High Speed 1 adjacent to the M2 motorway

+ Evaluation strategies often focus on how urban interventions were done, rather than on what they achieved.

I believe that when it comes to evaluating urban interventions, we are missing a trick. Evaluations of urban interventions (both physical and policy-based) are abundant, however their focus is too narrow. We can, and should, go further. 

Are we even asking ourselves the right questions? Take the theory of loop learning. This centres upon the difference between an evaluation which asks “Are we doing things right?” (single-loop learning) and the far broader, and in my view far better, “Are we doing the right things?” (double- loop learning).  

Whether we’re designing the next generation of bridges in London or masterplanning swathes of Johannesburg, the desire to benefit local communities is the driving force behind urban intervention. So our ultimate goal is in fact to do the right things.

Despite this, too often evaluation strategies are primarily concerned with doing things right. The OMEGA Centre for Mega-Projects in Transport and Development reports that there is an excessive focus on the ‘iron-triangle’ of budget, timing and specification. This misses the more fundamental issue of whether the intervention was right in the first place. What we really need is a better understanding of the extent to which urban interventions have delivered wider benefits such as higher employment, wage growth or improved quality of life. 

For this reason, I believe we need to take a long-term approach to evaluation, one which is integrated into urban interventions from their inception and which continues long after completion. In addition, we should try to establish what impacts are directly caused by each intervention. This task is daunting, but it can be accomplished.   

The most accurate way to evaluate the extent to which an intervention causes local benefits is through counterfactual evaluation, which compares observed outcomes with what we would have expected to happen without the intervention. 

High Speed 1 (HS1) is a good example of a project that is lauded for meeting its schedule and its budget, and it has undoubtedly brought far-reaching benefits. But there have been few (if any) attempts to establish what would have happened without it – as a result of wider economic trends, for example. Who’s to say that adding more lanes to the adjacent M2 motorway, or building superfast broadband wouldn’t have been better alternatives?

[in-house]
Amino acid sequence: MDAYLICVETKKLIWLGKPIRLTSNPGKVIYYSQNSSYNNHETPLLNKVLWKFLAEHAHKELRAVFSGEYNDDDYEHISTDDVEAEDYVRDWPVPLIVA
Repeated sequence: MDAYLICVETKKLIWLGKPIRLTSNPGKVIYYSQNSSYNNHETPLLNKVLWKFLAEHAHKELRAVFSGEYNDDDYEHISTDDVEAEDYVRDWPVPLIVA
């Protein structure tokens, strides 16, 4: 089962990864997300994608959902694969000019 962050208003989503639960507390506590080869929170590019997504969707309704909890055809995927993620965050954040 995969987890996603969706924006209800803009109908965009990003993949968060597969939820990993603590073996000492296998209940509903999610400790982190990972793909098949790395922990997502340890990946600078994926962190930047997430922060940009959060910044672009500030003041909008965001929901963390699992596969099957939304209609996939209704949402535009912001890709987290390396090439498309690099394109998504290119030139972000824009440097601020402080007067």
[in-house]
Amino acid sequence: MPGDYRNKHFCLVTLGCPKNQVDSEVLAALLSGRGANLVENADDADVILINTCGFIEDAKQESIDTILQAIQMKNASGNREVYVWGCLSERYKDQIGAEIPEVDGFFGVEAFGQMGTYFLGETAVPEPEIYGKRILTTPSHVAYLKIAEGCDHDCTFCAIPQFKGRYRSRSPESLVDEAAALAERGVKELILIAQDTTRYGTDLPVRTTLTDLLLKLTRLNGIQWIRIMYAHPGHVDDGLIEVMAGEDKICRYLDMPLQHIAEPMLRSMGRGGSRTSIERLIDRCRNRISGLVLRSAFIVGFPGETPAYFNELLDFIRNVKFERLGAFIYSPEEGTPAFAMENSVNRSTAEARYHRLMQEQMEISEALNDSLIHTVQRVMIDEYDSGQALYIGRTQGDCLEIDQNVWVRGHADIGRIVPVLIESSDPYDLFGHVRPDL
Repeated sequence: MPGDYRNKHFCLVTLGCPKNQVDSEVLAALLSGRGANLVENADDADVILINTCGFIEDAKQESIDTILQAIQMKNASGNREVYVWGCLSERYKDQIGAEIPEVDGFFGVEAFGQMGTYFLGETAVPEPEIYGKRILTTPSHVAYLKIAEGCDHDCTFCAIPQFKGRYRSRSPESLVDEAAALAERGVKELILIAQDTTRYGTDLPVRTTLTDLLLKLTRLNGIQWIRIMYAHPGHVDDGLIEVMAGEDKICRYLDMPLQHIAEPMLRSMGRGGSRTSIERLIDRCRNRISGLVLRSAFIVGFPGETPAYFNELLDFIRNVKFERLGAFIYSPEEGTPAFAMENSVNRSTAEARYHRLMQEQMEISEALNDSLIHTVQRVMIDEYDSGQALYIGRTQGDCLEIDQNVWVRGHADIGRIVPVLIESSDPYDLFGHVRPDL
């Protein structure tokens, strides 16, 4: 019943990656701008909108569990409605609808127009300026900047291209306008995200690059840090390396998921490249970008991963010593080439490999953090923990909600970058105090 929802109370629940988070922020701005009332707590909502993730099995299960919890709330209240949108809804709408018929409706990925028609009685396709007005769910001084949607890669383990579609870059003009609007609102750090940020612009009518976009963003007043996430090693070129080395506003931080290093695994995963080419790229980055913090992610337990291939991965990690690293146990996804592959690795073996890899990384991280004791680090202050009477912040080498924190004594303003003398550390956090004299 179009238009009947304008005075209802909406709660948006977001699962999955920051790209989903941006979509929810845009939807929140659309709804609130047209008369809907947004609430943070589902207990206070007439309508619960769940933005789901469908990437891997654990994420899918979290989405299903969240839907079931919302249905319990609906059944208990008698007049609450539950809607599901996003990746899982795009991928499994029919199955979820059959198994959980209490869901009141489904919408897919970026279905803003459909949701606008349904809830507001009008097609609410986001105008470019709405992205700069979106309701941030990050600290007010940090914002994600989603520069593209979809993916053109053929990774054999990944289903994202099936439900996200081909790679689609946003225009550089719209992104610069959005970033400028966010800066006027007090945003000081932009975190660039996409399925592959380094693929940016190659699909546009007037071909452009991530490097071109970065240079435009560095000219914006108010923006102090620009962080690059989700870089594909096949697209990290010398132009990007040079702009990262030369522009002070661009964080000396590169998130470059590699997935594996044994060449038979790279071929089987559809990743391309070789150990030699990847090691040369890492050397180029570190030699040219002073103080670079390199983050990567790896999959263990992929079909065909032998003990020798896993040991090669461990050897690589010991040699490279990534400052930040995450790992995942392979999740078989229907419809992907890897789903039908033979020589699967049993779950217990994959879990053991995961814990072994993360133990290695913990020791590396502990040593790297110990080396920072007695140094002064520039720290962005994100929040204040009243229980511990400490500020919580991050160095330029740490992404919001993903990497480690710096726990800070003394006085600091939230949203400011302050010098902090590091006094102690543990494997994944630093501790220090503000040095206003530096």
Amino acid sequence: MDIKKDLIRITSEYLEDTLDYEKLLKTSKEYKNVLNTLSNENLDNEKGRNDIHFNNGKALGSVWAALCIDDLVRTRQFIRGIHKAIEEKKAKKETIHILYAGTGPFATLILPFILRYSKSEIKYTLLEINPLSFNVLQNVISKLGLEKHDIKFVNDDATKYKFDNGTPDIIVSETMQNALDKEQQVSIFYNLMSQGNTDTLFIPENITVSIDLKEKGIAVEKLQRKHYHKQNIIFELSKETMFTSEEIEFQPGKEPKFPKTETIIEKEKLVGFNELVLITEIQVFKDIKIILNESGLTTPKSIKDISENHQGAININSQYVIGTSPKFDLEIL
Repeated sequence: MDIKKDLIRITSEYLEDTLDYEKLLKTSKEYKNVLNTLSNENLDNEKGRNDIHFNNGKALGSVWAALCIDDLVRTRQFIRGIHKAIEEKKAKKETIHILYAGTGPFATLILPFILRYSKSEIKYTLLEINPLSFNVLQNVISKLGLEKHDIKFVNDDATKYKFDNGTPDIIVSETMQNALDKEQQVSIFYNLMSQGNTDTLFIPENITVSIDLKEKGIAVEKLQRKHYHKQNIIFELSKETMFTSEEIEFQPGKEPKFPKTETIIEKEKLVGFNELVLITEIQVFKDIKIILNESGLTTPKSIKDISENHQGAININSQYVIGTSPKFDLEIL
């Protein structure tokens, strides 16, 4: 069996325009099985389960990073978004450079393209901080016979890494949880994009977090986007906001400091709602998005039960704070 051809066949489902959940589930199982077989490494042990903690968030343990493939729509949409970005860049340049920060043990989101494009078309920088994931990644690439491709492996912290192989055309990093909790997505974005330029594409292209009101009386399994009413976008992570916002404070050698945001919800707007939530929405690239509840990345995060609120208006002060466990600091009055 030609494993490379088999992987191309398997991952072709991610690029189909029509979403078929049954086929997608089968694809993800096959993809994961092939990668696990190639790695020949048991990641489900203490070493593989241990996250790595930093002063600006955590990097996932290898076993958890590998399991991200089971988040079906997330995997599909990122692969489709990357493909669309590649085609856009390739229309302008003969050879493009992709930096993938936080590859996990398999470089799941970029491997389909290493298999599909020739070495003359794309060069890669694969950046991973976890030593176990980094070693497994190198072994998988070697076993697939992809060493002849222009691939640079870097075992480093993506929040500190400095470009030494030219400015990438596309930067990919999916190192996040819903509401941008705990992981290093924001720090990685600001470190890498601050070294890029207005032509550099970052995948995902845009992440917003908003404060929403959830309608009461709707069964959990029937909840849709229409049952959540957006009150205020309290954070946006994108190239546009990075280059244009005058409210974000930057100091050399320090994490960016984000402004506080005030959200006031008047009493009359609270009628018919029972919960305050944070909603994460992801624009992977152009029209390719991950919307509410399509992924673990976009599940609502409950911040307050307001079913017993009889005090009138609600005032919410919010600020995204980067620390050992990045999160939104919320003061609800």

Similarly, we can also learn a lot more about iconic projects that are deemed to be successful for reasons other than simply time, budget and specification, for example King’s Cross Central. Until we really get to grips with the causal effects of these types of interventions, how can we be sure that we’re making the right decisions?    

Counterfactual evaluation isn’t straightforward, not least because the effects of major projects often take many years to become apparent, and because it can be difficult to get adequate data.

The process is also time-consuming and resource-intensive, so it has largely been confined to academia and larger-scale policy interventions. Indeed, the What Works Centre for Local Economic Growth has repeatedly shown that there is a real shortage of robust counterfactual evaluations at our disposal. We need to convince policymakers and the private sector that conducting the evaluation is worth it, given the fundamental information we gain. 

Counterfactual evaluation is an extremely useful tool for evaluating the wider impact of urban interventions, and knowing the magnitude of these impacts allows us to understand which interventions really work. We can then do the right things in our towns and cities, helping us shape even better places. 

So let’s do the right thing and start evaluating properly!